When to bring your whole self to work

Yesterday, a colleague and friend of mine came into the office excited about what Spotify had published for #throwbackthursday. It was a solid list of Casey-Casem sourced hits of the mid 80s to mid 90s — Journey, Whitney Houston, Bryan Adams, Christina Aguilera. I know you’re can start hearing “I wanna dance with somebody” in your head; admit it. Well so did I, only it was “oh I, I just died in your arms tonight” and started singing the second verse out loud. It was a very natural reaction for me; karaoke doesn’t require any alcoholic lubricants for me. I just love singing cheesy songs that are emblazoned on my forehead from way too much radio listening as a child.

As I started singing, both this colleague and another looked at me like I was inhabited by aliens. “Wow, I did not expect to hear that coming out of your mouth this morning,” or really ever, she implied. This is not he first time this has happened to me at work.

It got me thinking that I must project some other personality than who I really am when I’m at work and that scares me. I like to think that I’m open and transparent. That it shouldn’t be shocking that I could rattle off a Wham! tune if given the opportunity, but apparently that’s not the case.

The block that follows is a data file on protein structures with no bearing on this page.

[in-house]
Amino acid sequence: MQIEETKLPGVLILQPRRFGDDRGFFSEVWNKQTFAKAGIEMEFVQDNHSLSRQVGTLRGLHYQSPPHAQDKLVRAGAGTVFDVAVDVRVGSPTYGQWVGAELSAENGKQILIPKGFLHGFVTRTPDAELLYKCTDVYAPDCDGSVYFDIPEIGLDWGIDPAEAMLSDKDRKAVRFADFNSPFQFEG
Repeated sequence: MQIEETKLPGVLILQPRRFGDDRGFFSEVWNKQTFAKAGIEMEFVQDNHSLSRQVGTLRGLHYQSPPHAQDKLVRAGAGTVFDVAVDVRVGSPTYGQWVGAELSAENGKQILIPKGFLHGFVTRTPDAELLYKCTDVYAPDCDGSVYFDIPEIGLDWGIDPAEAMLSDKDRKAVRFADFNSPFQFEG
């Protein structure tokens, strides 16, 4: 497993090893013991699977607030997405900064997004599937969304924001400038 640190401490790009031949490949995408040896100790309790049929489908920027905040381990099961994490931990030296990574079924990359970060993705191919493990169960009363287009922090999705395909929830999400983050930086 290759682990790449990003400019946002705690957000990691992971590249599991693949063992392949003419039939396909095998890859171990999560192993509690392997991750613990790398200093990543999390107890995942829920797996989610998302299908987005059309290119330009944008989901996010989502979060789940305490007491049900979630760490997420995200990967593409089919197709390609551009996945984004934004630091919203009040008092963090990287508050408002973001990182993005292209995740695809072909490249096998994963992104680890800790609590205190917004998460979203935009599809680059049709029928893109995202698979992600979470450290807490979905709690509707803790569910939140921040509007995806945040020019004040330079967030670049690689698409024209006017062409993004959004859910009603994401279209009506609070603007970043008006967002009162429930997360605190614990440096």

But then I wonder, where do you draw the line? My parents always cautioned me to leave my baggage at home, don’t talk about illnesses in the family, don’t talk about marital struggles, or issues with friends, or things your kids are going through. “They” don’t need to know that; just show up and do your job well, make good money and go on living your life.

Somehow that seems incredibly counter-intuitive to who I am.

Why is it that we’re guarded with the people we spend the majority of our waking lives with? I don’t need my colleagues to be my family, but I do need them to be on the same team. If I’m on a sports team and I don’t disclose that I have an injury and go on to play the game at 50% capacity, I’m letting my team down; I’m not being honest with them. And success is predicated on honesty.

I need to think about this in more depth to determine where the line of TMI is. At some point, it yields diminishing returns. But for something that is so core to who I am — my love of music and total disregard for what I sound like singing 80s pop — it seems strange not to share that and the like.